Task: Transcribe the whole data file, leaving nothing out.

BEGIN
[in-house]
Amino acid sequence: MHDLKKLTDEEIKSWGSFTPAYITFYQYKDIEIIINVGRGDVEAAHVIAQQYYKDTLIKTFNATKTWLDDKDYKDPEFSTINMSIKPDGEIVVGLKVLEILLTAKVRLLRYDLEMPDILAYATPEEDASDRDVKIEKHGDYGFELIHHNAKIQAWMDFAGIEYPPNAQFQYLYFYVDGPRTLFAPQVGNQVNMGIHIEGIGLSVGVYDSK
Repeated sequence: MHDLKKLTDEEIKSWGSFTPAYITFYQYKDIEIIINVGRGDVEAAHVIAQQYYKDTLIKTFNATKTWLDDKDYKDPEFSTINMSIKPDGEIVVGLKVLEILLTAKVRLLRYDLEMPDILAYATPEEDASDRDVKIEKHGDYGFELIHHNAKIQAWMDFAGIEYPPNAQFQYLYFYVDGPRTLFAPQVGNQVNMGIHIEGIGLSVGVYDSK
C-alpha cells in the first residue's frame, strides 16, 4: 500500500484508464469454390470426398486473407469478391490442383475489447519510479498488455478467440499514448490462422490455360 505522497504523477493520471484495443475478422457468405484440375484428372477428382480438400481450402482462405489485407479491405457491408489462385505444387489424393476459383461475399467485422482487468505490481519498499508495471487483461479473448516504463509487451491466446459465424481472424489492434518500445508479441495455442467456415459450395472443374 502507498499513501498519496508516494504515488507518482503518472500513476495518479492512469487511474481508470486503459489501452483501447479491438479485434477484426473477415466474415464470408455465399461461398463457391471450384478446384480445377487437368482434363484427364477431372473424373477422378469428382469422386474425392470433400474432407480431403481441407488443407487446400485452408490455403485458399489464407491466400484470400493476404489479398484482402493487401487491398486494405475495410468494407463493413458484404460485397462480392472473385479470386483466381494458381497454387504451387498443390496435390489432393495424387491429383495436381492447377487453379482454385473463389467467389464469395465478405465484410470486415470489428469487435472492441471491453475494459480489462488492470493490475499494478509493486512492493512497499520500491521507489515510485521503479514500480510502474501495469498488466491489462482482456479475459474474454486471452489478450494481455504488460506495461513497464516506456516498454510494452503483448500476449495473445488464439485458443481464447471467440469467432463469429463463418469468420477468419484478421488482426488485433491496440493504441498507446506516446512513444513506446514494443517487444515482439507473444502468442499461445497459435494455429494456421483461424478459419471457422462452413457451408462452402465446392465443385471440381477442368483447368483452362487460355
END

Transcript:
[in-house]
Amino acid sequence: MHDLKKLTDEEIKSWGSFTPAYITFYQYKDIEIIINVGRGDVEAAHVIAQQYYKDTLIKTFNATKTWLDDKDYKDPEFSTINMSIKPDGEIVVGLKVLEILLTAKVRLLRYDLEMPDILAYATPEEDASDRDVKIEKHGDYGFELIHHNAKIQAWMDFAGIEYPPNAQFQYLYFYVDGPRTLFAPQVGNQVNMGIHIEGIGLSVGVYDSK
Repeated sequence: MHDLKKLTDEEIKSWGSFTPAYITFYQYKDIEIIINVGRGDVEAAHVIAQQYYKDTLIKTFNATKTWLDDKDYKDPEFSTINMSIKPDGEIVVGLKVLEILLTAKVRLLRYDLEMPDILAYATPEEDASDRDVKIEKHGDYGFELIHHNAKIQAWMDFAGIEYPPNAQFQYLYFYVDGPRTLFAPQVGNQVNMGIHIEGIGLSVGVYDSK
C-alpha cells in the first residue's frame, strides 16, 4: 500500500484508464469454390470426398486473407469478391490442383475489447519510479498488455478467440499514448490462422490455360 505522497504523477493520471484495443475478422457468405484440375484428372477428382480438400481450402482462405489485407479491405457491408489462385505444387489424393476459383461475399467485422482487468505490481519498499508495471487483461479473448516504463509487451491466446459465424481472424489492434518500445508479441495455442467456415459450395472443374 502507498499513501498519496508516494504515488507518482503518472500513476495518479492512469487511474481508470486503459489501452483501447479491438479485434477484426473477415466474415464470408455465399461461398463457391471450384478446384480445377487437368482434363484427364477431372473424373477422378469428382469422386474425392470433400474432407480431403481441407488443407487446400485452408490455403485458399489464407491466400484470400493476404489479398484482402493487401487491398486494405475495410468494407463493413458484404460485397462480392472473385479470386483466381494458381497454387504451387498443390496435390489432393495424387491429383495436381492447377487453379482454385473463389467467389464469395465478405465484410470486415470489428469487435472492441471491453475494459480489462488492470493490475499494478509493486512492493512497499520500491521507489515510485521503479514500480510502474501495469498488466491489462482482456479475459474474454486471452489478450494481455504488460506495461513497464516506456516498454510494452503483448500476449495473445488464439485458443481464447471467440469467432463469429463463418469468420477468419484478421488482426488485433491496440493504441498507446506516446512513444513506446514494443517487444515482439507473444502468442499461445497459435494455429494456421483461424478459419471457422462452413457451408462452402465446392465443385471440381477442368483447368483452362487460355